The month of January witnessed an important UK Supreme Court decision in Youssef v Secretary of State for Foreign and Commonwealth Affairs (“Youssef”) pertaining to civil rights. It considered a range of issues, including the legality of torture-tainted evidence and proportionality claims in administrative decisions. The Supreme Court’s judgment is particularly significant because it unanimously overruled the Court of Appeal, and in doing so demonstrated a tepid response to key human rights issues in administrative decisions where terrorism-related acts are suspected.
In Youssef, the appellant was a former extremist who was ‘designated’ as a terrorist and listed on the UN sanction list. Three significant issues were submited as forming grounds for judicial review. One, it was alleged that evidence presented before the sanctions committee was obtained through torture and hence the Secretary of State for Foreign and Commonwealth Affairs (“SSFC”) erred in admitting it. Two, it was averred that appellant’s designation as a terrorist, and the consequent economic sanctions and freezing of assets, should have been made only upon substantial proof of involvement in terrorist activities and not on the mere balance of probabilities. Third, the appellant contended that the standard of review used was problematic. It was argued that the Wednesbury principle of rationality was not an appropriate standard to review the decision of SSFC, who had initially supported the appellant’s application for delisting, but subsequently retracted it. It was proposed that principles of proportionality, that is, factors necessary and expedient to achieve the preventative objective, should have informed the decision of designation.
The court refused to uphold all three arguments stating that judicial review can only be undertaken on limited grounds. Interestingly, the question of evidence obtained through torture was dealt with cautiously as the Court noted that the decision in issue had been made in exercise of prerogative powers for the conduct of foreign relations. Lord Carnwath in his opinion referred to a series of authorities, including Lord Bingham’s ruling in A v Secretary of State, to reiterate the principled objections to illegally obtained evidence. However, he observed that the responsibility to prevent illegality, in the case of torture, did not translate into an obligation to abstain from proceedings that involved tainted materials relied on by other states. It was held that the SSFC treads a difficult line of performing its diplomatic task when considering evidence presented.
The designation and resultant sanctions reveal the penal consequences of SSFC’s actions. Punitive devices like the freezing of assets have been said to be illustrative of criminal sanctions disguising as civil measures. While the latter requires a lower burden of proof, the former should be established beyond reasonable doubt. Such punitive measures have been found to have grave implications for rights and liberties of the individual targeted. Arguments were raised for the imposition of sanctions only after conclusively establishing the potential threat of the claimant. The court, nevertheless, refused to interfere with the existing discretion of the SSFC, which had decided the matter on balance of probabilities.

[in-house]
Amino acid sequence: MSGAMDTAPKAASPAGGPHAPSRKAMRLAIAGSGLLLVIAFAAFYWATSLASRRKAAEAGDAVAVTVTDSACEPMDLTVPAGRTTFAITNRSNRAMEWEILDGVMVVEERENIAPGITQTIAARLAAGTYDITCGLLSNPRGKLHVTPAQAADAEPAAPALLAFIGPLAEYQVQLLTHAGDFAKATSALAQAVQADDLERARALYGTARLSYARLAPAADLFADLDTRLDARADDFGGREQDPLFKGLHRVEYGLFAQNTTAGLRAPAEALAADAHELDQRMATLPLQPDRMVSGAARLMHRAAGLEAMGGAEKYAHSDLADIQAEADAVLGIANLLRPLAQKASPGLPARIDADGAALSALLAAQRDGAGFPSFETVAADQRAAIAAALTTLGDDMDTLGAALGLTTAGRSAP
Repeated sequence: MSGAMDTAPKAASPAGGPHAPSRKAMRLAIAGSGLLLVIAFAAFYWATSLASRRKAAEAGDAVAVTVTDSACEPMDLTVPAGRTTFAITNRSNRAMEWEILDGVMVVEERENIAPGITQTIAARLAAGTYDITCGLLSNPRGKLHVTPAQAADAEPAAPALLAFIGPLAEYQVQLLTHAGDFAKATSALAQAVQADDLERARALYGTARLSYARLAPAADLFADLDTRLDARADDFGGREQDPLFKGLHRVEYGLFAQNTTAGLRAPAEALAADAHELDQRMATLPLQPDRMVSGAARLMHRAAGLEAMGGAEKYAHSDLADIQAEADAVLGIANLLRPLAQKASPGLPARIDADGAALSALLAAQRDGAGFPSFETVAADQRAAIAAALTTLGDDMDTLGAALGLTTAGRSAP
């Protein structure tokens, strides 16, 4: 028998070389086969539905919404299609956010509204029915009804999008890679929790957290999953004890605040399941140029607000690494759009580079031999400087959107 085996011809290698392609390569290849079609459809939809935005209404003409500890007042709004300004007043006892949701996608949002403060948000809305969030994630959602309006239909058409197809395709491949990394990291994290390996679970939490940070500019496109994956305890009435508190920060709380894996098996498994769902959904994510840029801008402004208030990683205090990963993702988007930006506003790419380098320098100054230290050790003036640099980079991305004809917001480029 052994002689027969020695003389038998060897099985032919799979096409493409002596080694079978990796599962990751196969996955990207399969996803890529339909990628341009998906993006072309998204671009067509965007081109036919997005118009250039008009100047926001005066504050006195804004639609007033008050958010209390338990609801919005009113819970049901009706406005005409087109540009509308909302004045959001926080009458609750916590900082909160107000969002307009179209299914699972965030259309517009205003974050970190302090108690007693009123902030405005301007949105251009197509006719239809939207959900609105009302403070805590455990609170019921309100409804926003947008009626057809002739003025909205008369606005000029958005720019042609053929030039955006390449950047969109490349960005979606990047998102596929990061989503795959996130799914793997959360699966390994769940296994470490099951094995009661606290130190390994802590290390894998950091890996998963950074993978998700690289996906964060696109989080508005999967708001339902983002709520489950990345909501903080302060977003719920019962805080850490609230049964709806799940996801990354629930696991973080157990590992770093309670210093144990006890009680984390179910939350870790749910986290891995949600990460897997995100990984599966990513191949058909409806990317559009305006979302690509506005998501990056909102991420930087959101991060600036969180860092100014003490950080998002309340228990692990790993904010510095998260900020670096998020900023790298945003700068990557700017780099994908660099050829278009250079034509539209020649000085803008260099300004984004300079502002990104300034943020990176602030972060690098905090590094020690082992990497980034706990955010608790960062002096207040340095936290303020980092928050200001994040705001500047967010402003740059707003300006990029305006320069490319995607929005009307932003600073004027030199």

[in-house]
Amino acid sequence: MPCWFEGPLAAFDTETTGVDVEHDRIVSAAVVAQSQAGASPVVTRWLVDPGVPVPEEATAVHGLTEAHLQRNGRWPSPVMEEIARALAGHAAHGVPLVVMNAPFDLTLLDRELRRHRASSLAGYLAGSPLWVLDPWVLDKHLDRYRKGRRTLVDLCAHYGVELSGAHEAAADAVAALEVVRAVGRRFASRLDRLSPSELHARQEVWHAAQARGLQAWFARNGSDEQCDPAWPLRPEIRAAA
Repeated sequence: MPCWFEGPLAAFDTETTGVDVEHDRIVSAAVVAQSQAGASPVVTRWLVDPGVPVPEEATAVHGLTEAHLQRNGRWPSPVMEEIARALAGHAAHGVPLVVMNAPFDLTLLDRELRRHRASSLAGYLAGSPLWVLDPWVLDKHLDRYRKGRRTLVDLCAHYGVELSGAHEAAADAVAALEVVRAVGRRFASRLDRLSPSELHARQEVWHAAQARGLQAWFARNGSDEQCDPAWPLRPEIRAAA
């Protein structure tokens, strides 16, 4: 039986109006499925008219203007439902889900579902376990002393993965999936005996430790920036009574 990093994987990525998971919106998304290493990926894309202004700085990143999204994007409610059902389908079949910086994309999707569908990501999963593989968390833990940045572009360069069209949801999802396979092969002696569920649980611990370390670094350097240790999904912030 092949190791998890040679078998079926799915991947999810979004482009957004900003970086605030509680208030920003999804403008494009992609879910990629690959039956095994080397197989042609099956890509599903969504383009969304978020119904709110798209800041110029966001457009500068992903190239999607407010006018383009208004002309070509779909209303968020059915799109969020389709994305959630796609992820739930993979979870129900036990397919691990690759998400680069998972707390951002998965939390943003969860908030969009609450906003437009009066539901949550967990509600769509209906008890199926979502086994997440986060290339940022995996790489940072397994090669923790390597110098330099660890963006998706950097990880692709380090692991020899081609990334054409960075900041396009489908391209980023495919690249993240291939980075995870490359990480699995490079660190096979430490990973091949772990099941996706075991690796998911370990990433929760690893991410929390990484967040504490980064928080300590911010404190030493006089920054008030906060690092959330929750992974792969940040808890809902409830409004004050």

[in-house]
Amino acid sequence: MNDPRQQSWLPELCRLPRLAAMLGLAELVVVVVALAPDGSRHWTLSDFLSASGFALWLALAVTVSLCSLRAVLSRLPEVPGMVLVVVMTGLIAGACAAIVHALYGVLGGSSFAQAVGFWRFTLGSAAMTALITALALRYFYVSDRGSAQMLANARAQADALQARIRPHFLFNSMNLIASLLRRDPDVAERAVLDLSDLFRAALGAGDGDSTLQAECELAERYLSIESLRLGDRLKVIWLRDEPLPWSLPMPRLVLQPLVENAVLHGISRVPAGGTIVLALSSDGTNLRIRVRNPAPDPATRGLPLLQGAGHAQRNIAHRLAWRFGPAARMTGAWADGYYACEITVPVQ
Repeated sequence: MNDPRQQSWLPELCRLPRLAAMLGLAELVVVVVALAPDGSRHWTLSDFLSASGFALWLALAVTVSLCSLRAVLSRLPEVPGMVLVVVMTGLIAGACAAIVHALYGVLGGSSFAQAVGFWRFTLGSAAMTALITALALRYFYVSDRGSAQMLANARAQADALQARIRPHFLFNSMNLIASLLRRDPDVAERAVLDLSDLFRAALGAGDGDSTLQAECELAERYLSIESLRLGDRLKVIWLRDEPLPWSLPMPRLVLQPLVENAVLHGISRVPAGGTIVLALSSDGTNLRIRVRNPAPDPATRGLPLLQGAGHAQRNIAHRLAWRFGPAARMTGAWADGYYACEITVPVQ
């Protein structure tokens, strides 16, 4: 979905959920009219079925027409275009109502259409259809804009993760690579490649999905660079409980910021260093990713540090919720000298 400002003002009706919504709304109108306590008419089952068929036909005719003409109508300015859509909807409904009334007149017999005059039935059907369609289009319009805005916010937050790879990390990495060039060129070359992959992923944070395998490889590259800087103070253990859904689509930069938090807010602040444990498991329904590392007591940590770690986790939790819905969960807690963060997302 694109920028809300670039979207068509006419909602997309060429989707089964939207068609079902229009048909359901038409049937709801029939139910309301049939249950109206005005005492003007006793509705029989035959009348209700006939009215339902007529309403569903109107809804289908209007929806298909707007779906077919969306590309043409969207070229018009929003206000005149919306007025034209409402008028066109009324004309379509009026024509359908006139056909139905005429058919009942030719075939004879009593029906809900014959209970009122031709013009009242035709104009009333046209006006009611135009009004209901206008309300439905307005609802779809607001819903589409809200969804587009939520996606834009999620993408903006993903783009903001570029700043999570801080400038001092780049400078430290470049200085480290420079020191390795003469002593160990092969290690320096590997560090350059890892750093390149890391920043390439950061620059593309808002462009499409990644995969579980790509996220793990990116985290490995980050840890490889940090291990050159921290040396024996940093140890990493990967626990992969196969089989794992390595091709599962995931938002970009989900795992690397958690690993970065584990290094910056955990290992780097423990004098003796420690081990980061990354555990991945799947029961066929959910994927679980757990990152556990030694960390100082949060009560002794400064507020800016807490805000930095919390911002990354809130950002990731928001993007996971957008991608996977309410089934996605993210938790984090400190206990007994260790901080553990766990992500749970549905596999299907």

Arguably, courts are not expected to engage in what may be seen as a criminological enquiry of such sanctions or discretionary administrative decisions. However, the nature of sanctions in anti-terror cases has called for stricter scrutiny by courts, which ought to look beyond the superficial appearance of civil sanctions. Further, principles of fairness in anti-terror matters require adoption of proportionality, that is, whether the potential danger posed by the claimant outweighs his liberties, instead of current standards of Wednesbury reasonableness that considers the actions of SSFC independent of its consequences.
The UK Supreme Court, by condoning the arbitrary exercise of discretionary powers by the SSFC has, once again, let down expectations of the Court’s role in protecting fundamental rights. By relaxing the standard of review and standard of proof, the court has missed an opportunity to consider the multiple ways in which civil actions have been deployed to limit the liberties of terror suspects. In fact, one would argue that the court has unfairly limited the wider interpretation of ‘proportionality’ and ‘fairness’ adopted by other forums, like the European Court of Human Rights. One awaits to see if this will have any implications for the challenges that are lined up in the series of immigration related cases before the Supreme Court this year.